Negro Leagues’ Hall of Famers

In December 2020, Commissioner of Baseball Robert D. Manfred, Jr. similarly announced a new MLB policy, recognizing the Negro Leagues as major leagues. I decided I should recognize Negro League Players as Hall of Famers. Now my knowledge of the Negro Leagues isn’t nearly as great as my knowledge of the American and National Leagues. However, I have read some books, and numerous articles about the Negro Leagues and their players. I do have some knowledge on the subject.

So, I asked myself who should go in my Negro League Hall of Fame. My lack of knowledge hurts here. However, Baseball Reference has put together statistics on the Negro Leagues. However, they acknowledge even though they are doing a great job, that they don’t have all the stats on the Negro Leagues. I also noticed in my research that that some have better coverage then others, so it would be unfair to rate them just on statistics.

However, the Baseball Hall of Fame has elected some players, pioneer/executives, and owners into the Hall of Fame. It was 35 people, 29 being players. Now I don’t know how many players Baseball Reference has listed as playing in the Negro Leagues, but I noticed that the number of major league players increased by about 2,500 from early last year. Even without all those being Negro Leaguers, I had started with the idea I would elect 25 Negro League players in my Hall of Fame. However, when I looked at the list of 29 players who would I knock off. I don’t feel I am qualified to take any of them off my list. Well, I just added Zack Greinke as Hall of Famer number 201 and well add Buster Posey as 202  when I get to him, so that goes over my 1 percent limit. So, all 29 players are in.

I have not put any executives or managers into my hall of fame. However, I couldn’t leave these six out, so I decided I would start with them. Here are the six:

Rube FosterPioneer/Executive
Effa ManleyOwner
Alex PompezPioneer/Executive
Cumberlund PoseyPioneer/Executive
Sol WhitePioneer/Executive
J.L.WilkensonPioneer/Executive

Rube Foster was also a pitcher but pitched a lot before organization of the Negro Leagues. He is listed as a manager in Baseball Reference, but no pitching record for him there. So, I decided not to rate him as a player. I don’t think I could rate him right. Not that I did the best job of rating them anyway. Effa Manley is the only women elected to the Hall of Fame. Being this is my own Hall of Fame I am putting Buck O’ Neil into my Hall of Fame. There are many reasons why and I will tell you about it in my article. His picture is at the top of the article.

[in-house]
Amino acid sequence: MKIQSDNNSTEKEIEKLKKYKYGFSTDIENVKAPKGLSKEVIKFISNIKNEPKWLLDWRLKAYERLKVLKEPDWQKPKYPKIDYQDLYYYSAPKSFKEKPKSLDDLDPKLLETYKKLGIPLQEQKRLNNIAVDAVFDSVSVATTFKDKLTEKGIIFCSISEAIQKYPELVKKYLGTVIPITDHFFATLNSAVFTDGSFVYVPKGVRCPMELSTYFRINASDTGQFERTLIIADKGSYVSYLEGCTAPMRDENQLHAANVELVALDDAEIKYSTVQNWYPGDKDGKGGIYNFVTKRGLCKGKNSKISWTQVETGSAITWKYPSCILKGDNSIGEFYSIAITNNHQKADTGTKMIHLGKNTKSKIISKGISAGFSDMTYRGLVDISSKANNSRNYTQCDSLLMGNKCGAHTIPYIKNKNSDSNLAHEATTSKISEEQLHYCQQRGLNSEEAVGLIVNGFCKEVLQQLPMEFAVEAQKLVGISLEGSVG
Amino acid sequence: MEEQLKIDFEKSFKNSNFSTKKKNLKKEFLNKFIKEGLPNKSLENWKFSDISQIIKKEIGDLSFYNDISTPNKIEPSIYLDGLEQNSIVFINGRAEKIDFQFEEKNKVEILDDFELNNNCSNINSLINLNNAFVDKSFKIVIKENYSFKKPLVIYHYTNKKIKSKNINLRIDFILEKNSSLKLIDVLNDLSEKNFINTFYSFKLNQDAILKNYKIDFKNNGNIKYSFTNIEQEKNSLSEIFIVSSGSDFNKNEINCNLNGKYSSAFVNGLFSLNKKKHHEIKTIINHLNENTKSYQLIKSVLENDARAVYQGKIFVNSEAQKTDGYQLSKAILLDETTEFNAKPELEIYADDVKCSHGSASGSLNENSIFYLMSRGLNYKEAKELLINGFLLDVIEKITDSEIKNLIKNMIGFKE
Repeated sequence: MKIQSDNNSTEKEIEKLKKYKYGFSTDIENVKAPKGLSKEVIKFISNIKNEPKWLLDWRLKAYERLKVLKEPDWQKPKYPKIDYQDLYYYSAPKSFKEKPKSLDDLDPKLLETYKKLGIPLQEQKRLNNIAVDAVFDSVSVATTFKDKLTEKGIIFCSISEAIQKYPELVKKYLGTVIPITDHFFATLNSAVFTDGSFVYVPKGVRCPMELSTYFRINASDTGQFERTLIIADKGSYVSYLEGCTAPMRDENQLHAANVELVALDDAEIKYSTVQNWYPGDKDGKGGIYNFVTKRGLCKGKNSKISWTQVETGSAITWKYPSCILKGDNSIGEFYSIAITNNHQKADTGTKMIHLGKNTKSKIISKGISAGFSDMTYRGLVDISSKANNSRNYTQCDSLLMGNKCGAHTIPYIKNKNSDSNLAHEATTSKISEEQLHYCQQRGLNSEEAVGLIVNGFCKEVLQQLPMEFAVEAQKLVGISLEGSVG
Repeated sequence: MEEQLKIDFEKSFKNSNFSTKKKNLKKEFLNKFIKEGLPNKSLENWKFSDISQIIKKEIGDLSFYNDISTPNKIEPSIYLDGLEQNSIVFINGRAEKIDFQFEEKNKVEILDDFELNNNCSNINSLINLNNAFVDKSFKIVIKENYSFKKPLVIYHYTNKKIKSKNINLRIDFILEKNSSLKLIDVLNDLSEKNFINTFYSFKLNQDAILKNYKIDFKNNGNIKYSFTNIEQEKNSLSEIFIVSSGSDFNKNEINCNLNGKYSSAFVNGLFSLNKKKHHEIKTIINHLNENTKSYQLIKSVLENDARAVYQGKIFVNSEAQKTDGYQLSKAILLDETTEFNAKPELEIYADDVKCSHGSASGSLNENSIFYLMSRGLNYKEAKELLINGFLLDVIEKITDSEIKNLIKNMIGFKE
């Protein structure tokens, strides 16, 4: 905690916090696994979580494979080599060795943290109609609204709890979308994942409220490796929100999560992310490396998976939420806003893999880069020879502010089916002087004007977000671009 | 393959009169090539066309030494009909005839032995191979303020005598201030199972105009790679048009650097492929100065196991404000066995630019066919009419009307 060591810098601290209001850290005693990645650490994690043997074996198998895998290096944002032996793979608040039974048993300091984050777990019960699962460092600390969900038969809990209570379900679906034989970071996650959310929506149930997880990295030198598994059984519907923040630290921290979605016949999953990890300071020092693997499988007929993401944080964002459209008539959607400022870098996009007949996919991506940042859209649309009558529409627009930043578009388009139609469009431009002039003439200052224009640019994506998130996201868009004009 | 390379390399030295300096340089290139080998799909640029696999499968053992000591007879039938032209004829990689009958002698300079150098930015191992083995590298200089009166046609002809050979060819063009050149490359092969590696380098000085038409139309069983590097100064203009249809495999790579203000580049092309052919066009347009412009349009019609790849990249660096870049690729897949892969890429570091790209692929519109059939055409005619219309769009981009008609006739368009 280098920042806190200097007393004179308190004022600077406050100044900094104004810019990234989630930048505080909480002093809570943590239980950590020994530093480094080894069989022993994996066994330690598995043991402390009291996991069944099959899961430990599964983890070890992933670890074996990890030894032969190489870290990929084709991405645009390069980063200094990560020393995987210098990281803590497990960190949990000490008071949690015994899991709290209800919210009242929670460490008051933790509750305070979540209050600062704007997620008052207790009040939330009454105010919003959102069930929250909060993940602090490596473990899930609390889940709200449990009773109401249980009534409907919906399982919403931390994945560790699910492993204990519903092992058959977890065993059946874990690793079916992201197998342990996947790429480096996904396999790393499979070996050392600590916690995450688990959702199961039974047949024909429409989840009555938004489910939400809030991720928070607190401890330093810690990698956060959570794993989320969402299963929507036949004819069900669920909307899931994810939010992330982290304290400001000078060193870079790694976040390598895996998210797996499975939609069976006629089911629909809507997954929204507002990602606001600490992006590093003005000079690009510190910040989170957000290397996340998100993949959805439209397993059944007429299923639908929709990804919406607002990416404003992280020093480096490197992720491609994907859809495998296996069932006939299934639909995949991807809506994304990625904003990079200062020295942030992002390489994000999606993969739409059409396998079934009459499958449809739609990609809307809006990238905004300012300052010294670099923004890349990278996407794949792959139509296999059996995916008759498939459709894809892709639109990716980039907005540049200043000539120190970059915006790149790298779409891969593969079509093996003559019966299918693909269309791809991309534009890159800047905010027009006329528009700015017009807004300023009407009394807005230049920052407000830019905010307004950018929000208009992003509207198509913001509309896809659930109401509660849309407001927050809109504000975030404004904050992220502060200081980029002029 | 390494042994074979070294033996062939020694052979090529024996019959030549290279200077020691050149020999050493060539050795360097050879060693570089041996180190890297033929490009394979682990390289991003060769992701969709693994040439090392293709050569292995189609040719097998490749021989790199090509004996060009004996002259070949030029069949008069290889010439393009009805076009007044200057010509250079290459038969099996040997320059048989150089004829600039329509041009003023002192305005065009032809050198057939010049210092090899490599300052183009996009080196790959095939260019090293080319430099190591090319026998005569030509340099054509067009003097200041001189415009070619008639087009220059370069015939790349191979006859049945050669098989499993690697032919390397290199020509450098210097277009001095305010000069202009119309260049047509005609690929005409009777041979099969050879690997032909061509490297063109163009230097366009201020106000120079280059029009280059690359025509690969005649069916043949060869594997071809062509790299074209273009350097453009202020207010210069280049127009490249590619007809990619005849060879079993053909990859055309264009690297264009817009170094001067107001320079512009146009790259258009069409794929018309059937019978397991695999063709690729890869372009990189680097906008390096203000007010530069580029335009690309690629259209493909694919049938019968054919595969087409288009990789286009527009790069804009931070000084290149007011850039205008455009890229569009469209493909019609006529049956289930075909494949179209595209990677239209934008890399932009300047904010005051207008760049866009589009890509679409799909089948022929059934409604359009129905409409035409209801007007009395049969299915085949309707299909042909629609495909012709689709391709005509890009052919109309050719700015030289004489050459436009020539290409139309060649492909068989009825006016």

I am going to write an article on all 36 of these people. I am going to write about my number 1 Negro League player Oscar Charleston after I write about player number 201 Red Ruffing. Then they will take turns until all 36 are done with.

Here are my 29 Hall of Fame Negro League players in my rating order:  

1Oscar CharlestonCenter Field
2Satchel PaigePitcher
3Josh GibsonCatcher
4Turkey StearnesOutfield
5Pop LloydShortstop
6Mule SettlesFirst Base/Outfield
7Cristobal TorrienteOutfield
8Smokey Joe WilliamsPitcher
9Buck LeonardFirst Base
10Willie WellsShortstop
12Cool Papa BellCenter Field
11Bullet Joe RoganPitcher
13Bill FosterPitcher
14Martin DihigoShortstop/Outfield
15Biz MackeyCatcher
16Jud WilsonThird Base
17Monte IrvinShortstop/Outfield
18Ray BrownPitcher
19Ray DandridgeThird Base
20Hilton SmithPitcher
21Andy CooperPitcher
22Willard BrownOutfield
23Ben TaylorFirst Base
25Louis SantopCatcher
24Jose MendezPitcher
26Judy JohnsonThird Base
27Pete HillOutfield
28Leon DayPitcher
29Frank Grant2nd Base

The names at the top are the most famous. As we go down, people have heard less of these names. What I did was look at various all-star teams and rating systems and gave scores for those. Then I added their career WAR for all the players. However, some of the players had an exceptionally low number so I made a judgement call adding a reasonable amount of WAR.

The players at the top are often consistently mentioned as the best players. They have the most stories. So, I don’t know how accurate my list is but my 15 players are reasonable.

I have already done an article on Monte Irvin, but I will say a few more things about him when I get to him.

Frank Grant was a special case. He played with white players in the 19th Century and was a very good player from what I found. He could have easily of played in the majors if he had the chance. He did play in the high minors and did a great job. He is noted as the best black player in the 19th Century. I had no way to rate him so just put him at 29th. That in no way indicates his qualify of play.

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